It’s No Good, There’s No Way Out*

CorneredIn Agatha Christie’s The Hollow, Hercule Poirot investigates the shooting death of Harley Street specialist Dr. John Christow, who was spending the weekend at the country home of Sir Henry and Lady Lucy Angkatell when he was killed. The case seems very clear-cut at first. As Christie fans will know, though, things aren’t exactly as they appear to be. At one point, Poirot is discussing the actions of one particular character. Here’s what he says:
 

‘Have you not seen a dog caught in a trap-it sets its teeth into anyone who touches it.’
 

He has a point. When people (and other animals) feel cornered, they often strike out. That instinct for self-preservation is very strong. Certainly the character to whom Poirot is referring does that; other crime-fictional characters do, too.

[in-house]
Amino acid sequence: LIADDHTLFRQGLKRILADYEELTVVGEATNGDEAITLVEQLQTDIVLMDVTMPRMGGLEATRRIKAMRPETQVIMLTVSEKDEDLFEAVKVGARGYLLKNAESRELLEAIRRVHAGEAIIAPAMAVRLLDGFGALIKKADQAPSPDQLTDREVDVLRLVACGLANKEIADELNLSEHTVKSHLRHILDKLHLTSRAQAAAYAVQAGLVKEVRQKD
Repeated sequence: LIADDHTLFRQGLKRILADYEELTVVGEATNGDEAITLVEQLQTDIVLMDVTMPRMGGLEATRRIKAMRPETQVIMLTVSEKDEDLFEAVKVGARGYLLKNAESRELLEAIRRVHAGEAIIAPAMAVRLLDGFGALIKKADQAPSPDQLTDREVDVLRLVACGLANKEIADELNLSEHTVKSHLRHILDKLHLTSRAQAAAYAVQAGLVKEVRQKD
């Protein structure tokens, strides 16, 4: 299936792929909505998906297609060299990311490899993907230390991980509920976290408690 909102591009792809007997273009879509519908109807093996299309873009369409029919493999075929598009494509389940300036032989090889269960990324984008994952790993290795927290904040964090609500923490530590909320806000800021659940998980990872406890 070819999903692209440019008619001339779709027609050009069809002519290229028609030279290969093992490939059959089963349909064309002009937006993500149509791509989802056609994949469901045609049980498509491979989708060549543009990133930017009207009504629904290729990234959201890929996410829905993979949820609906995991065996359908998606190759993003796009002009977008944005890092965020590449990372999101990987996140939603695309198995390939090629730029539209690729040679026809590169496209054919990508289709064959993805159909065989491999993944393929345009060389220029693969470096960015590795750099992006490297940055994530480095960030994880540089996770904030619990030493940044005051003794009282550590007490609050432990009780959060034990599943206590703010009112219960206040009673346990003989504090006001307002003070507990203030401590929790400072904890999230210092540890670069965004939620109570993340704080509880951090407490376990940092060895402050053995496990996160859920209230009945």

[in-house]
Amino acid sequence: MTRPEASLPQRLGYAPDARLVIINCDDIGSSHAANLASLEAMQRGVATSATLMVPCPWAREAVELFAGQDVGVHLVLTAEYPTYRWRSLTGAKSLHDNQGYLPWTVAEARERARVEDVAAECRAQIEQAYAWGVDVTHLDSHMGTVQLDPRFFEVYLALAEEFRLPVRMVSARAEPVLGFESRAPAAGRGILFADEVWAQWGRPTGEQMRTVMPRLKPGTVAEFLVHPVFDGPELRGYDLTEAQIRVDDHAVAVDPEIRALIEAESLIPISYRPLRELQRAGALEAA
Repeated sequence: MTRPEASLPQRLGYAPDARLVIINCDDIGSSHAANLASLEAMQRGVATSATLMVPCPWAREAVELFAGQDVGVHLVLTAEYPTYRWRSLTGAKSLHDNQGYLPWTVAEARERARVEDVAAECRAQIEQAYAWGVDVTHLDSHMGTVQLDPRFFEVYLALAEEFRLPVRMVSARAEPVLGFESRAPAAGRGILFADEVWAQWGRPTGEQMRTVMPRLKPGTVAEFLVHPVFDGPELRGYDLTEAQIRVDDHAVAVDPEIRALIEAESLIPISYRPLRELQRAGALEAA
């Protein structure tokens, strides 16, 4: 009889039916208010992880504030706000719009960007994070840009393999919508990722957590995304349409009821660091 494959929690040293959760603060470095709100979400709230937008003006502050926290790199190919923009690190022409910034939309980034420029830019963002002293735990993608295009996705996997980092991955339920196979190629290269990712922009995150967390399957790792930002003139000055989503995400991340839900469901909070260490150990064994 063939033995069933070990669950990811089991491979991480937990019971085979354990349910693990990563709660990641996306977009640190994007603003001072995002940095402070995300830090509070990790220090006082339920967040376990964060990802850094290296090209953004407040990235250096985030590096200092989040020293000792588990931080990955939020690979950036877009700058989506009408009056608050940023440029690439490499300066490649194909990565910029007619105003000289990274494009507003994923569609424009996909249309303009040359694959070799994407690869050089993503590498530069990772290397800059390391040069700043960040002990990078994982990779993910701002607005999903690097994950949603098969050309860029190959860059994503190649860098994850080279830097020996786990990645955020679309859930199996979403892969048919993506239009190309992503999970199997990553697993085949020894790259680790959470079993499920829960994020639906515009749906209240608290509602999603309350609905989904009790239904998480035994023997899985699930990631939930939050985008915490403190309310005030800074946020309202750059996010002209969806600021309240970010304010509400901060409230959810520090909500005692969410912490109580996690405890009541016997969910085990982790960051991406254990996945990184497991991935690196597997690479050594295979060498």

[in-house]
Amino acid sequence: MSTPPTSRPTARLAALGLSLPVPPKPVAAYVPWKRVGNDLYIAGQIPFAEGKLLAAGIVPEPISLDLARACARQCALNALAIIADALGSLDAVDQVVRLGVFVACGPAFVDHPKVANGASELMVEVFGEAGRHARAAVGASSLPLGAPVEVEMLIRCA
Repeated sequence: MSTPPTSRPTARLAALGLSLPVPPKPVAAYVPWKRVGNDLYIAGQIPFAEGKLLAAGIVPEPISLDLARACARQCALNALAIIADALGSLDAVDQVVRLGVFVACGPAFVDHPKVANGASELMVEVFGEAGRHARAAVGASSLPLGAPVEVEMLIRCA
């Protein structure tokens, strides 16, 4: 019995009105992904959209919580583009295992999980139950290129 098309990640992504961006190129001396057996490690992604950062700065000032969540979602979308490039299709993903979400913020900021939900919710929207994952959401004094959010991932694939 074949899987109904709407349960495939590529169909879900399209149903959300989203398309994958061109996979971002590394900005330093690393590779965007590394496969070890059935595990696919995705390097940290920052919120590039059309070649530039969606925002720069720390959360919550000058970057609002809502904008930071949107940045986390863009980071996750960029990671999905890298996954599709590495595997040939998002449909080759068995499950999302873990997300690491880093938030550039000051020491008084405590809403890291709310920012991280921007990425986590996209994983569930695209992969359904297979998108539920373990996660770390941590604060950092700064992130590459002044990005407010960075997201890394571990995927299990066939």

For instance, in Tony Hillerman’s The Ghostway, Jim Chee of the Navajo Tribal Police is assigned to find sixteen-year-old Margaret Billie Sosi, who has gone missing from the school she attends. Her disappearance turns out to be connected to the murder of a distant kinsman Albert Gorman. A Los Angeles Navajo, Gorman had moved to the Reservation not very long before he was killed. Chee tracks Sosi to Los Angeles, but she disappears again. When Chee learns what, exactly, links the missing teenager to the murder, he finds out the truth about both. As he does, we see the effect that feeling cornered has on Sosi. I can say without spoiling the novel that she’s not a ‘demon seed’ ‘baddie.’ But like anyone else, she has an instinct to stay alive.